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  1. #1
    Join Date
    May 2012
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    155

    Unanswered: user definied functions for DB2

    Hallo everyone,

    if I want to build UDF for DB2, which languange I should use? Thank you.

    Regards,
    Ratna

  2. #2
    Join Date
    Oct 2009
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    The language most suited to your need that conforms to the organization's standards.

  3. #3
    Join Date
    May 2003
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    USA
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    5,737
    Quote Originally Posted by papadi View Post
    The language most suited to your need that conforms to the organization's standards.
    It's a little more complicated than that because there can be a big difference in performance depending on the language and fenced/not fenced, etc.
    M. A. Feldman
    IBM Certified DBA on DB2 for Linux, UNIX, and Windows
    IBM Certified DBA on DB2 for z/OS and OS/390

  4. #4
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    Yes, there can be a big difference - but that usually does not win out over local politics.

    If the standard is misguided, then the standard should be revised (easily said, not so easily accomplished<g>). It has been quite some time since a client of mine was heavily interested technical details like this.

    I guess my main point is that the choice of language should not be a programmer's decision.

  5. #5
    Join Date
    Jan 2007
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    Jena, Germany
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    Performance is usually part of the "need" as well. So I concur with papadi: use what fits the technical requirements and is in line with organizational restrictions, too.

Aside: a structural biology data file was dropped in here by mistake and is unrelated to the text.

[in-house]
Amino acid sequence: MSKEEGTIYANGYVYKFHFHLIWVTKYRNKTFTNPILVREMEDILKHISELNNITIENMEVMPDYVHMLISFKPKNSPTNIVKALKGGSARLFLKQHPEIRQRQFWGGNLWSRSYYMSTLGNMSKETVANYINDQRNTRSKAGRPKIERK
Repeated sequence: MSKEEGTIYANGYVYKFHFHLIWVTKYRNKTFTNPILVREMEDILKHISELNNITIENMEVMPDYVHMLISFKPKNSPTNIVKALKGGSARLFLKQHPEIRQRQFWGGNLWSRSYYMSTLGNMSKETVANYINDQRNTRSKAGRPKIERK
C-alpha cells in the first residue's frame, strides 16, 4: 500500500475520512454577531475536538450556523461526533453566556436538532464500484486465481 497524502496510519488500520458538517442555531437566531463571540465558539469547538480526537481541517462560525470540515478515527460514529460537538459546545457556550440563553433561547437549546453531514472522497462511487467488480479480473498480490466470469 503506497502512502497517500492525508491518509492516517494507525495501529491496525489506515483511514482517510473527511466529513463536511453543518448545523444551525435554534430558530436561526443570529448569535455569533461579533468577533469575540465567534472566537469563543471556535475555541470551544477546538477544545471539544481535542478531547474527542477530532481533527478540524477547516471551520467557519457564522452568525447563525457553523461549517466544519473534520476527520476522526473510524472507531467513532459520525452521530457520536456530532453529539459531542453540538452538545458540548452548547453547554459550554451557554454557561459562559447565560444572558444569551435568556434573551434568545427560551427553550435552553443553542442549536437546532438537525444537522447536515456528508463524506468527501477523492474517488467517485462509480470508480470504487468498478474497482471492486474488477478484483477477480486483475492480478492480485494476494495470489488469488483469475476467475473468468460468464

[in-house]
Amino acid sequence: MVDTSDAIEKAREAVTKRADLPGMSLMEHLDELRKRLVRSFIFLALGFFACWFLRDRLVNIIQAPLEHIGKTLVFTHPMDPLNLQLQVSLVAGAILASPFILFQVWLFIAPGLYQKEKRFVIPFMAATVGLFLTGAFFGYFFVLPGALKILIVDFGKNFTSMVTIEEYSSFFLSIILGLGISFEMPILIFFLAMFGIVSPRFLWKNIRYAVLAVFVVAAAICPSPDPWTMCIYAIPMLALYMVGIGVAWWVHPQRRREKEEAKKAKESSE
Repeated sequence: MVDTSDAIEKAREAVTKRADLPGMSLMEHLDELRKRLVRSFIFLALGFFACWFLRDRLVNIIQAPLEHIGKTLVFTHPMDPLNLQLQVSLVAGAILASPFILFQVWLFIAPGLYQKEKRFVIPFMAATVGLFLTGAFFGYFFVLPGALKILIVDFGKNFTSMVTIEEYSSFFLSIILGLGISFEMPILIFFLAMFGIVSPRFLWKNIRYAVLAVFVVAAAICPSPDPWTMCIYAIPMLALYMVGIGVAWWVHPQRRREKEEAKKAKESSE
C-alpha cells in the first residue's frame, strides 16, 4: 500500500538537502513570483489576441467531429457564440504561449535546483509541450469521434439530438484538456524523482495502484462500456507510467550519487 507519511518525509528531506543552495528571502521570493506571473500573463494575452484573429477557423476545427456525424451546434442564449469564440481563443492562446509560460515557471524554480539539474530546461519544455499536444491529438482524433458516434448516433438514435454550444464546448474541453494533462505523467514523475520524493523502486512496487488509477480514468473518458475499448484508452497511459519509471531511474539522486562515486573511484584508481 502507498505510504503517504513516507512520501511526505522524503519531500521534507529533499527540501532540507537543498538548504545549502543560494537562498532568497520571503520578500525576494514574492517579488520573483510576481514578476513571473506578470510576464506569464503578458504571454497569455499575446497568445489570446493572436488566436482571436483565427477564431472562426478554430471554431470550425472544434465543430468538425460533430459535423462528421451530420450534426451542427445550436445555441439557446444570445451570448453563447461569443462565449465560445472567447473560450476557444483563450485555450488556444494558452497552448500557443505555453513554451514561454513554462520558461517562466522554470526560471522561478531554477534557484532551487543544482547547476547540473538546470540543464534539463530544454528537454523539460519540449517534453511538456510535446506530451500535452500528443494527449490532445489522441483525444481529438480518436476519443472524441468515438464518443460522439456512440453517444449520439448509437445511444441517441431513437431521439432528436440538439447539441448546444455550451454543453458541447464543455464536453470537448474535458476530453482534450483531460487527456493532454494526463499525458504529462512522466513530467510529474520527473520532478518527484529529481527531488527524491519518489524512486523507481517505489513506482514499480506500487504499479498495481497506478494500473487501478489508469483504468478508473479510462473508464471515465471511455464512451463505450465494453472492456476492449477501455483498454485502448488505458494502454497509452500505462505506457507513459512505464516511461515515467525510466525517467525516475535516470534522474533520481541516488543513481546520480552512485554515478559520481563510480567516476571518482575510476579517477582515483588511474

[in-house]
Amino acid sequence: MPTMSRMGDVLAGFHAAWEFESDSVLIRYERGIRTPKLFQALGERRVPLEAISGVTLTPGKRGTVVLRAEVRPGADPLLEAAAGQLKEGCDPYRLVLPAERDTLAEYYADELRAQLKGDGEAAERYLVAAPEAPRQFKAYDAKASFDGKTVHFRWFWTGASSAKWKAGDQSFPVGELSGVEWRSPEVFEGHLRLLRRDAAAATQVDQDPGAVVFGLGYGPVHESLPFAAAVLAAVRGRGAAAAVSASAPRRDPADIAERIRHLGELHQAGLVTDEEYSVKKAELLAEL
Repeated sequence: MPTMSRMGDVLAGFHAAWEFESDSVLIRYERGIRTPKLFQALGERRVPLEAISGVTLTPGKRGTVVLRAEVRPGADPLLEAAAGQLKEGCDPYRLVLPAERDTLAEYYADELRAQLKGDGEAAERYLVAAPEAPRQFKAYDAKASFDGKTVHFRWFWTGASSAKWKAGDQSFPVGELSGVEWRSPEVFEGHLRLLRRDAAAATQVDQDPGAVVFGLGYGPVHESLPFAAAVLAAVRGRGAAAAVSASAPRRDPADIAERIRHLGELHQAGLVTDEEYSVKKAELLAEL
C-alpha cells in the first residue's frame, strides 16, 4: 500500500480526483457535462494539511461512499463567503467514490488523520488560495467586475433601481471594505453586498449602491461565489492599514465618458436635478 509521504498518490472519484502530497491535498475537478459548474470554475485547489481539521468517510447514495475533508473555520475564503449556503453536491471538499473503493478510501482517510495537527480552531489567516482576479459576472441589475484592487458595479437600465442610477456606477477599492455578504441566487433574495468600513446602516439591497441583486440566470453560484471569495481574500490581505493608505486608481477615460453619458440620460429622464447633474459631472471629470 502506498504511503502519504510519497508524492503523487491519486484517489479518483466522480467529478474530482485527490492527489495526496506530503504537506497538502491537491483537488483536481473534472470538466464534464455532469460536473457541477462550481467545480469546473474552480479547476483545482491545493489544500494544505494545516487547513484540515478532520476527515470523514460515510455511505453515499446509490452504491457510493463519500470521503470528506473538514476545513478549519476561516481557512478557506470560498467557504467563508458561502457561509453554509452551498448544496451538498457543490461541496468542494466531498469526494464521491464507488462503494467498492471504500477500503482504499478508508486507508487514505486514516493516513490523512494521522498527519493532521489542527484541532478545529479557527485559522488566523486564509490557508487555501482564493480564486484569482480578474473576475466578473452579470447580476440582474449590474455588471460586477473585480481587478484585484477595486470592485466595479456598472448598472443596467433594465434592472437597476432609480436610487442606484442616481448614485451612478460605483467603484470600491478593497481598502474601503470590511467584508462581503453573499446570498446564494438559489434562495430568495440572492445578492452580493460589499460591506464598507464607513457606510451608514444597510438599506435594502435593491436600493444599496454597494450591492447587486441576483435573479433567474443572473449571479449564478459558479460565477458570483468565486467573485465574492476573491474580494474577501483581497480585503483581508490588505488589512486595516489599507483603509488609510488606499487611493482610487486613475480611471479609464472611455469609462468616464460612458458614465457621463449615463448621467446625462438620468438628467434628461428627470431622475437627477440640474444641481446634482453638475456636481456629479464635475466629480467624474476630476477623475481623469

Knut Stolze
    IBM DB2 Analytics Accelerator
    IBM Germany Research & Development

  6. #6
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    May 2003
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    USA
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    I still do not think it is that simple. A DB2 routine in java is always fenced, and with C it can be fenced or not fenced. Not fenced is much more efficient.

    Of course, if the DB2 routine can be done in SQL (always not fenced), then that is always preferred above java or C for a multitude of reasons.
    M. A. Feldman
    IBM Certified DBA on DB2 for Linux, UNIX, and Windows
    IBM Certified DBA on DB2 for z/OS and OS/390

  7. #7
    Join Date
    Jan 2007
    Location
    Jena, Germany
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    It really depends... if your function does some fairly complex calculations (spatial operations come to mind), then the difference between fenced and not fenced may become negligible. After all, the fencing only implies that the transfer of parameter values from DB2 to the function (for each invocation) and the transfer of results back to DB2 is slower due to the needed IPC. The actual execution speed inside the function is not different.

    p.s: A couple years back some guys attempted to move logic from a Java client application into a stored procedure and then wondered why things were not much faster (which is actually pretty obvious if you just move the location where a certain piece of code is executed). The SP in question didn't do very much in terms of interaction with the database system so that the improvements for this part due to the execution close to the database system didn't have much impact.
    Knut Stolze
    IBM DB2 Analytics Accelerator
    IBM Germany Research & Development

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